From the Mac App Store and beyond: the 20 best apps for your MacBook Pro, iMac or MacBook Air

The best Mac photo editors, writing apps, productivity tools, and essential utilities

Your shiny new Mac has booted up and is sitting there, expecting something to happen. What next?

You could do something boring, like setting up email (yawn) or aimlessly surfing the internet in Safari until your eyes glaze over. Instead, get creative, be productive, and make some noise with our selection of the best Mac apps around.

Store wars

The apps in our round-up are mostly available on the Mac App Store, although some can be bought directly from their creators; some can only be bought that way.

For beginners, initially going MAS-only is probably a good idea. Mac App Store apps are straightforward to install, tied to your Apple ID, don’t require registration keys, and can be redownloaded at any time.

But going further afield has its own benefits. Direct sales means more money for the creators, but also access to products Apple won’t sell on its store, due to them requiring deeper macOS integration. However, when buying direct, please ensure sites you download from are reputable (like those linked to below).

The best Mac photo and video apps

Apps for making your snaps shine, unleashing your inner designer, and becoming the next Spielberg.

Pixelmator Pro

Most people don’t need full-fat Photoshop for improving their pics – but they want something a bit more powerful than Apple’s Photos. Pixelmator Pro brings some natty black threads to your Mac – and also Machine Learning.

Like Pixelmator Photo for iPad, this Mac app attempts to fix any snap with a single button press – and it often succeeds. And when you need to delve deeper, there’s a solid mix of adjustment sliders, drawing tools, and eye-popping visual effects.

Buy Pixelmator Pro (£38.99, Mac App Store)

Affinity Designer

For some digital artists, the very thought of raster art makes them think every pixel is jabbing them in the eye. Instead, they prefer getting their vectors on, using shapes and curves to craft gorgeous illustrations, diagrams and interfaces.

Affinity Designer is a buttery smooth option for creating such artwork on a Mac. It comes across like Adobe Illustrator without the flab, smartly integrates with Affinity Photo, has a feature-equivalent iPad version, and is a huge bargain at under 50 quid.

Buy Affinity Designer (£48.99, direct / £48.99, Mac App Store)

The best Mac music and audio apps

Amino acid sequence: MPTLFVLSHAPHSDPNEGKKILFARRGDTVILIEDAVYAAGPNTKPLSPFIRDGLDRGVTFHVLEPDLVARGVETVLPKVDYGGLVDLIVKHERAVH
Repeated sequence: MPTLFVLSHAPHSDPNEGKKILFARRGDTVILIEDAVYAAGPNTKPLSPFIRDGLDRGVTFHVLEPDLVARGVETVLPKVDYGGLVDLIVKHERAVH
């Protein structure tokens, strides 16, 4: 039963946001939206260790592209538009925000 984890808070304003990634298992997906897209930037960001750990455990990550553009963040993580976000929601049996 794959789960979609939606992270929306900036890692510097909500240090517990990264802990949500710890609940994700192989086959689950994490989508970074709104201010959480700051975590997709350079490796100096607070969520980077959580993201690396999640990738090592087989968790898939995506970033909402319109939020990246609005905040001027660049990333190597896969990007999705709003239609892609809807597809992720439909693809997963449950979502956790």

Apps that’ll instantly transform you into the next Kraftwerk, Fatboy Slim or Hendrix. Probably.

Korg Gadget

We adore the iOS version of this app. The Mac incarnation perhaps brings across a bit too much of that version, ignoring some Mac conventions; but there’s no denying that it’s packed full of amazing synths and noises.

The scene/loop-based workflow is pretty great as well, enabling you to crank out electronic masterpieces that’d make Aphex Twin, Daft Punk and Depeche Mode nod approvingly. As an added bonus, each synth is also provided as a plug-in for Logic Pro X.

Buy Korg Gadget ($299, direct)

djay Pro 2

You might think the world would be a better place if everyone was still knee-deep in vinyl. The fact is that even DJs are increasingly shifting their decks from the physical to the virtual.

If you fancy transforming your Mac in similar fashion, djay Pro 2 is where it’s at. You can kick off with basic crossfading and beat-matching on a two-deck set-up, or take the plunge with full-on four-deck madness with videos and slideshows, adding irritating phasing effects to your heart’s content.

Buy djay Pro 2 (£48.99, Mac App Store)

Capo 3

Nailing a new song can drive you to madness – unless you first load the track into Capo 3. With this app, any song can be slowed right down without affecting its pitch, and you can then loop sections to master the tricky bits.

The app guesses (often accurately) what chords are being played, and you can draw on top of a spectrogram to have a fighting chance of figuring out riffs. To be more helpful, the app would actually have to play the guitar for you.

Buy Capo 3 (£34.99 per year, Mac App Store)

The best Mac writing and office apps

Everyone’s got a bestseller in them, right? Get yours out of your head with these apps. Or just write a memo or something. Your choice.

Scrivener 3